I agree completely. If nothing else, this is going to end up costing Tesla even more because now you have to account for even more wear and tear on a loaner (that will then need to be extra reconditioned when sold as a CPO?) and plus they still have to fix and do what they were supposed to do in the first place!
 
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JPUConn

Active Member
Aug 11, 2014
1,307
663
CT
That's why things don't get fixed at Tesla. This type of experience is unacceptable but too many people turn it around as a somewhat acceptable or even positive experience. When you buy a car you shouldn't be stuck driving around their loaner cars. Wreck one of those loaners and then tell us how it was all OK. I understand wanting to stand up for Tesla because you like them and want to support them but that doesn't make any of the experiences acceptable. They charge top dollar for these cars even when they aren't brand new so that car should be perfect when you take possession. It shouldn't take months after getting the car to finally get things right.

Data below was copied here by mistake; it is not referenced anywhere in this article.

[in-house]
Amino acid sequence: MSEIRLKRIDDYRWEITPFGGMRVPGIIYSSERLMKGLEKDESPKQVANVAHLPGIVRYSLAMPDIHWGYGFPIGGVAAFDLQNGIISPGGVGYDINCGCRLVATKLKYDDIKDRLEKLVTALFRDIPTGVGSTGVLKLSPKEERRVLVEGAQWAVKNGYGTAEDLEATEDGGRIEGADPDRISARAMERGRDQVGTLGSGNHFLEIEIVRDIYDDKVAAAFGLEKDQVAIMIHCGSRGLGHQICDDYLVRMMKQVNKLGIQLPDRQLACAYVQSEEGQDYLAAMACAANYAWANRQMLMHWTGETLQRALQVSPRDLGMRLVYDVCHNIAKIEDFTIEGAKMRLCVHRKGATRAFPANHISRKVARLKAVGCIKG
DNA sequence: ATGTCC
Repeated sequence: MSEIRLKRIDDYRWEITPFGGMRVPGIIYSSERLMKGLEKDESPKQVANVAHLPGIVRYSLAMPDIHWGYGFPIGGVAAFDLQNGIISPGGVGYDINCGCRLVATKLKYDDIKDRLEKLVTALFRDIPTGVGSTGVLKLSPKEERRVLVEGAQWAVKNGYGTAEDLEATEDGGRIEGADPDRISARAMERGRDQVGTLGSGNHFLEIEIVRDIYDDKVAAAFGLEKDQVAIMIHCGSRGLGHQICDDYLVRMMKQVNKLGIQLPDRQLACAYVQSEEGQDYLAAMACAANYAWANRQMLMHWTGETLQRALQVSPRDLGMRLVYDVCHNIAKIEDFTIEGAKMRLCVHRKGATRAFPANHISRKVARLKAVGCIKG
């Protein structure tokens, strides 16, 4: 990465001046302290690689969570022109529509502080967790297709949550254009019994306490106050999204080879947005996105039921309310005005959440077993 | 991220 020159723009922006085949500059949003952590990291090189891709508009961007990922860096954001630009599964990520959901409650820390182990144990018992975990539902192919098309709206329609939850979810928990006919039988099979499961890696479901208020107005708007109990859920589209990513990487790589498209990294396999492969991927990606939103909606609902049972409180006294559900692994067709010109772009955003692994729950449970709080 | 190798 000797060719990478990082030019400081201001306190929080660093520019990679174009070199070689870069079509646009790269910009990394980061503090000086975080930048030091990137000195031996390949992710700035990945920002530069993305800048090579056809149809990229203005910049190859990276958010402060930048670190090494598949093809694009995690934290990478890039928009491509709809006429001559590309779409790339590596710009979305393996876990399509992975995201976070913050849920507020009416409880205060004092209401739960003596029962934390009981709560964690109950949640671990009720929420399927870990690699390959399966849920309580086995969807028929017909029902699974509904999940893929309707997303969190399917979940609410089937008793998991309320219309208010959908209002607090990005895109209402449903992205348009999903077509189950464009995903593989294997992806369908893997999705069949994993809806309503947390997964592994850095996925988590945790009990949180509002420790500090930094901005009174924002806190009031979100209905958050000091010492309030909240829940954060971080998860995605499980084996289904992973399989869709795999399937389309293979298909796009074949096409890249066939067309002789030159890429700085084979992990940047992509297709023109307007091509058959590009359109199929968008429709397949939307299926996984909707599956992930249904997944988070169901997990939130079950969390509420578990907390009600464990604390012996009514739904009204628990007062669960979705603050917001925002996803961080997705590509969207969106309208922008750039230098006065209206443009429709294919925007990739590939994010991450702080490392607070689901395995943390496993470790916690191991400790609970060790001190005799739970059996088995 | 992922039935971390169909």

I don't disagree that there is room for improvement here and in this case appears to be a major miss on Tesla's part that should not be repeated and hopefully they make things right with the OP (Maybe option B in the OP - add in a free future annual service or something meaningful to make whole for the time and frustration). I don't understand why Tesla doesn't include in their CPO delivery process a review of the checklist, service history, and anything that was completed on the vehicle (without the customer asking for it).

Few things to clarify:

When I purchased my CPO from Tesla I did not pay a premium vs market, I actually paid less than what comparable vehicles were trading at private party and via dealerships and in turn set my expectations that it may not be perfect when I get it but they'd make it right. and they did. For me, the process was not inconvenient and the communication channels were excellent.

Wrecking a loaner? I'd imagine wouldn't be much different than if I wrecked my own vehicle or any vehicle I was operating - it would be my responsibility, why does that matter?

Maybe it's my luck (or that I'm very picky yet also reasonable) or maybe its that every company isn't perfect. Ever by a CPO Saab (before GM killed them) or Audi?